NSMT’s ‘Wizard of Oz’ great for kids from 8 to 80
BEVERLY — Any theater planning a new production of an iconic work such as “The Wizard of Oz” faces a huge challenge.
How do you take all the elements the public has come to expect and still make the show your own?
Simple. Encourage your cast to put their own stamp on their roles, and commit to the work and expense it will take for the state-of-the-art special effects that will lift the audience out of their seats.
The North Shore Music Theatre’s production of “The Wizard of Oz” has retained all that is good about the movie and the subsequent stage version, but has enough surprises and fresh performances so that you don’t feel as if it’s a show you’ve seen many times before.
NSMT owner Bill Hanney alluded before the show to the technical wizardry involved and they include both dazzling special effects and the superb production values you’ve come to expect from NSMT.
There’s skilled choreography by director and choreographer Joel Ferrell and a very special cast, including newcomer Danielle Bowen as a charming Dorothy Gale, her voice a pure, clear, strong instrument ringing true in “Over the Rainbow.”
Donna English brings warmth to the dual roles of Aunt Em and Glinda, the Good Witch, while Laura Jordan is resolutely mean-spirited as Almira Gulch and the Wicked Witch of the West.
Paul Sabala is a supple, charming Scarecrow, Joe Moeller gives acrobatic life to the Tinman and Lance Roberts as the Cowardly Lion makes the role his own; he could give personality transplants to all who have come before him. His riff on “The Lion King” is just one of his many hilarious bits he has added or adapted from the original script to very positive effect.
Veteran actor David Coffee has reached iconic status — he now gets a hand for merely setting foot on the stage — but his performance here is no surprise for those of us who have enjoyed him in many other roles other than Scrooge in “A Christmas Carol.”
As the wise, wizened Professor Marvel, the exasperated, excitable Gatekeeper of Oz, and then as The Wizard himself, he moves effortlessly and seamlessly between characters, always remaining the warmth and wit that mark his performances.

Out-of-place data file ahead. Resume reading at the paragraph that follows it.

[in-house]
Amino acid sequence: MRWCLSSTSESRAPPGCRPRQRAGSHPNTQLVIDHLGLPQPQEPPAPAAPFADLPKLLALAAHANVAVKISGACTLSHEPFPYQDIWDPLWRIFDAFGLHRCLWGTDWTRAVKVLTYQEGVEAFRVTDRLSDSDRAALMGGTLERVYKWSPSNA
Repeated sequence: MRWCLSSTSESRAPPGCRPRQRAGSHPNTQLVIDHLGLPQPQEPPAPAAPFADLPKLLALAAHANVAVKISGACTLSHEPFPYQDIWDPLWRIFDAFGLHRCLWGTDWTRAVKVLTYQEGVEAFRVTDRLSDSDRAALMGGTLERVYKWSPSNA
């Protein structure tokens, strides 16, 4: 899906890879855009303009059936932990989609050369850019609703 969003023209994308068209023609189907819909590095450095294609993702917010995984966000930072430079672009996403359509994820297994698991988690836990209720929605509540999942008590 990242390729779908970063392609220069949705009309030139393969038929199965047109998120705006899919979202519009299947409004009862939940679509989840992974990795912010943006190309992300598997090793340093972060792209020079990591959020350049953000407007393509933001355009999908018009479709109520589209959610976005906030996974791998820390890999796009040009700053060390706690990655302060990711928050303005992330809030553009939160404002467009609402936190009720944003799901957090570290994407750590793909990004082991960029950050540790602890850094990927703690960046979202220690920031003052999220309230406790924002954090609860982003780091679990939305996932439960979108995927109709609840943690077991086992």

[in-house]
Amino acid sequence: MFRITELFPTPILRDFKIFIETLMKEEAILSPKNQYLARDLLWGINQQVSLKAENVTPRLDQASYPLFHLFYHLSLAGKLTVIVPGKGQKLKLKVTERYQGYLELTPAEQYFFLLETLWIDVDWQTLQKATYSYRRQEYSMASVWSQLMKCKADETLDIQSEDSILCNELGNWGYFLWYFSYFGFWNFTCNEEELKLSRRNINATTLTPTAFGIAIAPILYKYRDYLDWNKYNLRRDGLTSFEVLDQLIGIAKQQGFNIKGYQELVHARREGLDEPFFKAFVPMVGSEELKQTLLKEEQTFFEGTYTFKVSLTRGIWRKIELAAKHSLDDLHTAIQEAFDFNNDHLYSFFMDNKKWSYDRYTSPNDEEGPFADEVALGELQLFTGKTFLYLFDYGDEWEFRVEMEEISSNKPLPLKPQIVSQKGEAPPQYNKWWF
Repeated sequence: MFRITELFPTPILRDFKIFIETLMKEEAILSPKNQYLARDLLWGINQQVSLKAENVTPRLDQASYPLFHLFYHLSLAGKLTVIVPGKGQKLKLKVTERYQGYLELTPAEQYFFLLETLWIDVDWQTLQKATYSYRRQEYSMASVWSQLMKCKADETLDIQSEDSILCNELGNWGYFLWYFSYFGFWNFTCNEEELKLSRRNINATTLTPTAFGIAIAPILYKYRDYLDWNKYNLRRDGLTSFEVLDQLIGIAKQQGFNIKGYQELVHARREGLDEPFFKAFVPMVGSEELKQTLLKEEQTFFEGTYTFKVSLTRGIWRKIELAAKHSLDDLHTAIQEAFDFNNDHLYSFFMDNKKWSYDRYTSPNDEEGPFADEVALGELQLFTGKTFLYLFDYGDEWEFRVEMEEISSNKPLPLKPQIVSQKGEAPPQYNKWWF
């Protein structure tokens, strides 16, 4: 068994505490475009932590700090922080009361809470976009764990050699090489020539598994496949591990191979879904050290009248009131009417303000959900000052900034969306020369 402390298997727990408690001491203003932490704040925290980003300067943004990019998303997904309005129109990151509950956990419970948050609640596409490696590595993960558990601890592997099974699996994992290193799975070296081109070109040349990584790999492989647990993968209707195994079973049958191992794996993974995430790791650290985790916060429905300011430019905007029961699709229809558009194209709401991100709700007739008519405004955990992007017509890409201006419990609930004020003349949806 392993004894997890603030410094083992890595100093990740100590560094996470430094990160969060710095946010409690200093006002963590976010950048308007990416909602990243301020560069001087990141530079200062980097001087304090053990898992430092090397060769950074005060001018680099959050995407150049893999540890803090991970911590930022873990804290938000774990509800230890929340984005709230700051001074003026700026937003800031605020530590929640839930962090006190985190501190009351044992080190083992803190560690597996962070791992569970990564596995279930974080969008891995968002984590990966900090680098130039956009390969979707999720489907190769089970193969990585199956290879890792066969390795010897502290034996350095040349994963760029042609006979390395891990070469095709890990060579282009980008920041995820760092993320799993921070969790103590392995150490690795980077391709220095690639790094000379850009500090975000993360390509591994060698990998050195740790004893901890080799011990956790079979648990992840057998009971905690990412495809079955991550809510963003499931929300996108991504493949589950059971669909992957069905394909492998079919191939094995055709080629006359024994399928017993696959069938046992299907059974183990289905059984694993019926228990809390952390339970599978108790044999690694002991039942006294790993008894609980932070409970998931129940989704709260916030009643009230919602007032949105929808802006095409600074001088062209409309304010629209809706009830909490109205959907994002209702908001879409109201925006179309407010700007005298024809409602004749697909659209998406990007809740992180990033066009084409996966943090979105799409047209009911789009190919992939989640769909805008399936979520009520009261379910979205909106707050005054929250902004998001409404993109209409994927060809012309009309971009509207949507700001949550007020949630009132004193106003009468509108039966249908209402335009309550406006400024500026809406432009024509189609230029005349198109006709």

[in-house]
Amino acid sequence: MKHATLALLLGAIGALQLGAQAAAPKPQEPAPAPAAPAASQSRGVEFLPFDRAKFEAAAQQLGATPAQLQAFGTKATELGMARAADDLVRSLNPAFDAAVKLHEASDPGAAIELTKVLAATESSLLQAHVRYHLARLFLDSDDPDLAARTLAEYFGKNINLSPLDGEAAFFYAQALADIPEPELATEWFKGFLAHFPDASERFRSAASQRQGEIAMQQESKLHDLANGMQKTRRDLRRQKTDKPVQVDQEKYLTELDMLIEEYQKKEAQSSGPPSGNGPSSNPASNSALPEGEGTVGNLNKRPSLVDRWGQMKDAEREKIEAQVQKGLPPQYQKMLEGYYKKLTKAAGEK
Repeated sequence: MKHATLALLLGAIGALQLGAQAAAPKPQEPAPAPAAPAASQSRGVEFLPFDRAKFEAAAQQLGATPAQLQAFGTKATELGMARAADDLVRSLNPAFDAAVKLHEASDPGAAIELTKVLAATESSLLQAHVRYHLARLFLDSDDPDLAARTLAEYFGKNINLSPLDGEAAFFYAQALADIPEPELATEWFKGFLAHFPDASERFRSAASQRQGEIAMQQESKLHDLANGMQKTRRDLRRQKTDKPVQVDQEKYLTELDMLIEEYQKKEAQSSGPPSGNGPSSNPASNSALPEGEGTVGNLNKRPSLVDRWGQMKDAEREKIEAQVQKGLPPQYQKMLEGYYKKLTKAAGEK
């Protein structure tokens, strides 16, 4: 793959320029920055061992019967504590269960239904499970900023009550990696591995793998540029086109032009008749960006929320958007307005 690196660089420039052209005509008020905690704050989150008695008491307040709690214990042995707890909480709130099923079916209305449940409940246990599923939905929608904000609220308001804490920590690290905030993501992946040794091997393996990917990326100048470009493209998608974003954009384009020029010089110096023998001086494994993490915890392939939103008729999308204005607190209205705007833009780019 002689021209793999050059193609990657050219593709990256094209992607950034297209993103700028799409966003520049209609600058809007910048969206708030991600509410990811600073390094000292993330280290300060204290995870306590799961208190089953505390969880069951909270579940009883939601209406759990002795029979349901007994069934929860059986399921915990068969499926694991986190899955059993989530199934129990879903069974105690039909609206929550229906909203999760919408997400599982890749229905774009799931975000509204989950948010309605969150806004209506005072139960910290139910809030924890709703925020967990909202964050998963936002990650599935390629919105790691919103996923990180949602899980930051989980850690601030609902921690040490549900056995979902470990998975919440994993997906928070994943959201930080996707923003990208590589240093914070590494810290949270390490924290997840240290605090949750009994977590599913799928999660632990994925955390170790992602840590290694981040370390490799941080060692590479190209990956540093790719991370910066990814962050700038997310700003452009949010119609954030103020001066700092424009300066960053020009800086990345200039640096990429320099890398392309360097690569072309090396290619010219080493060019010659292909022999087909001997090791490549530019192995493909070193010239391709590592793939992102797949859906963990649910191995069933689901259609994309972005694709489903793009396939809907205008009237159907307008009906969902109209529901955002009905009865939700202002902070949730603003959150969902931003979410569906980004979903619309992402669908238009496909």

Special mention to the three sarcastic, caustic crows who torment The Scarecrow — Kyle Anderson, Tyler Brunsman and Kent Zimmerman — and the very animated “apple trees” — Elizabeth Broadhurst, Jessica Jaros and Katerina Papacostas.
The children’s ensemble who populate Munchkinland are also excellent, with special shout-outs to the members of both the Lullaby League and Lollipop Guild.
Even Toto is a real trooper, as portrayed by Nigel under famed animal trainer William Berloni.Then there are the creative, well-designed special effects, whether it’s Dorothy caught in the turmoil of the twister or the thundering roars of The Wizard.
No matter where you are in the audience, at some point a witch, a flying monkey, etc. will be flying right over you, almost close enough to touch. Still, don’t do it. You don’t know where that witch has been
The honor roll for those who have made “Oz” a treat for eyes and ears include Leon Rothenberg’s superb sound design that allows every sound effect, every lyric, every note of the score to be clearly heard; I liked that he had Totos’ barks emanate from different spots in the theater, giving the illusion of the dog racing around the theater.
Lighting designer Kirk Bookman and set designer Jeff Modereger turn the theater into a sea of green for the entrance into the Emerald City, and music director William Stanley’s overseeing of the score is right on the money.
Director Ferrell makes use of every square inch and corner of the “playing field,” so to speak. The action may be in front of you, beside you, or in back of you.
Bursting with wit, charm, and dazzling special effects, this “Oz” is a place any child, from 8 to 80, would be happy to visit. Indeed, any child making his first venture into live theater with this “Wizard of Oz” is a very lucky child.
The North Shore Music Theatre production of “The Wizard of Oz.” Based on the story by L. Frank Baum as adapted by Frank Gabrielson, with music and lyrics from the MGM motion picture by Harold Arlen and E.Y. Harburg. Background music by Herbert Stothart. Through Aug. 4 at the North Shore Music Theatre, Beverly. http://www.nsmt.org.